I now work at the CVS Pharmacy in Wakefield as a pharmacy technician part-time and go to school full time, hoping to complete my degree by the Spring of 2016. In March, I made an appointment with my doctor (Irina Kogan) in Needham to discuss the migraine headaches that I have had throughout my life. When I spoke with her, she suggested that I get a follow-up MRI done due to the car accident that I was in in 2010. In the car crash I had a subdural hematoma, facial lacerations, and small facial fractures. Dr. Kogan was concerned that perhaps my brain wasn’t “healthy” due to the car accident and she wanted to make sure that everything was okay before prescribing me any new medication. Honestly, I was aggravated at first because I knew that getting an MRI was going to cost me a lot of money. I got the test done about a week later after my prior-authorization went through and the radiologists saw a “small” aneurysm and referred me to a neurologist in Boston, Dr. Thomas. I went and met with him and he told me that he wanted me to have an angiogram done, in order to visualize the aneurysm better.
After the angiogram (which I also have photos of) he said that because of my young age, he wanted to schedule surgery in order to take care of it. Due to the type, size, and location of it- Dr. Thomas and his partners believed that clipping the aneurysm was the best choice of surgery. I then had a functional MRI a week later, in order for the surgeons to see what that part of my brain controls- and they found that it controlled my speech and motor functions- so there was risk of complications in that field. I was scared beyond belief that we would do this surgery to take care of an aneurysm that may or may not eventually rupture during my lifetime, and in doing so there was potential to mess up my speech/motor skills.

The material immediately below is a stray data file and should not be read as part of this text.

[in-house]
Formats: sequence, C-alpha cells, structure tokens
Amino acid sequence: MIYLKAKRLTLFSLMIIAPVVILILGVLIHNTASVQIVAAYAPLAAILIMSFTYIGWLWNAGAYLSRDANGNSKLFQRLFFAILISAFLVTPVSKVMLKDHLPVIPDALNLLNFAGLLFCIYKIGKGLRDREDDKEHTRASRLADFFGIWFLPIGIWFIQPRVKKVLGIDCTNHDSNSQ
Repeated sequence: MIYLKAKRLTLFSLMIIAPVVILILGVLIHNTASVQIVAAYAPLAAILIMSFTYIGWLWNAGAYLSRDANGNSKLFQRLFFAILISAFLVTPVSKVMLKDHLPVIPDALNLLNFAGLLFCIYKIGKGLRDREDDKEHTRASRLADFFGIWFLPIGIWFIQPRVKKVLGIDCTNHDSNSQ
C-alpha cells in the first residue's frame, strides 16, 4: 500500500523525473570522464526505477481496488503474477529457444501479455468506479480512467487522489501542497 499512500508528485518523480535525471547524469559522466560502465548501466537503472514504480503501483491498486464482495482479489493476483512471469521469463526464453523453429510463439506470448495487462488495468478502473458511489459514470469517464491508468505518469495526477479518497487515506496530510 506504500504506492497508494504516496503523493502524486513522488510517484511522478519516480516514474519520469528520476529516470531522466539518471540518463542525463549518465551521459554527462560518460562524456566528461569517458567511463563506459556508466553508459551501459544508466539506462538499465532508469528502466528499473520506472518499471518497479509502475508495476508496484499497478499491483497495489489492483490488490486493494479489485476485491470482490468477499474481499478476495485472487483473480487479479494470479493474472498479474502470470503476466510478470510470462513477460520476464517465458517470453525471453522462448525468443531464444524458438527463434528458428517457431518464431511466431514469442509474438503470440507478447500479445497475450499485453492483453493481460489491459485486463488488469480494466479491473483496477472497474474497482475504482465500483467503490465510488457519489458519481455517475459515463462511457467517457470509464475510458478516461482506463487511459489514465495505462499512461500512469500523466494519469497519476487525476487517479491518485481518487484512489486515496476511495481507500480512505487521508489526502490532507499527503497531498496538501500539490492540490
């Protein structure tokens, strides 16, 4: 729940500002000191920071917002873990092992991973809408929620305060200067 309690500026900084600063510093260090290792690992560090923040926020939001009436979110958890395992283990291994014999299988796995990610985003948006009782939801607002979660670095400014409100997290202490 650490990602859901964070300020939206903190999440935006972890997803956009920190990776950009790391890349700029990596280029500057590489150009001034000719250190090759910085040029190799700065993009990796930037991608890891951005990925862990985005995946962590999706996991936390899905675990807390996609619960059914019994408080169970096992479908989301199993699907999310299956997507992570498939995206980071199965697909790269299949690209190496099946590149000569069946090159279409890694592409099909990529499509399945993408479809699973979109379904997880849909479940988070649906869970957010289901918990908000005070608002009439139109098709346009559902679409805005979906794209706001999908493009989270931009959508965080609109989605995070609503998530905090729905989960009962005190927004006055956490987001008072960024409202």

I went into surgery on May 20 and made a very quick recovery. Dr. Thomas actually told us afterwards that the aneurysm was much larger than they thought and he was willing to bet that it would have ruptured sometime soon. This was horrifying but also somewhat comforting knowing that it was clipped and taken care of. The surgeons also somewhat comforting knowing that it was clipped and taken care of. The surgeons also told me post-op that they didn’t believe the aneurysm was related to my car accident, and thought that it had just formed on its own.
I found out a few days ago that my great-grandmother actually passed away from a brain aneurysm rupture in her late eighties- so perhaps I developed the aneurysm due to genetics. Maybe the car accident was actually what ended up saving my life. If I hadn’t been in the car accident, I highly doubt that my doctor would have had me get an MRI due to headache complaints. I would love to have this opportunity to help with raising awareness and lobbying for affordable scanning. If you have any other questions please let me know!
I am an opera singer. My musical adventures and physical maladies have become top breaking news and stories to many news reporters, television anchors, and magazine publishers. These articles and publications showed the world the most vulnerable and terrifying things I have ever dealt with. After seeing each piece or commercial become developed , I realized my life and what I have gone through was expressed in the words and thoughts of strangers. They could only imagine my journey, but never fully understand the depths of my experience. So I would like to tell you my life…well, part of it. This was the months before my 25th birthday and my last year of grad school. The time of my life where I just began to find myself, or so I thought. Here we go…
CHICAGO: WHERE TO LOOK IF YOU’VE LOST YOUR MIND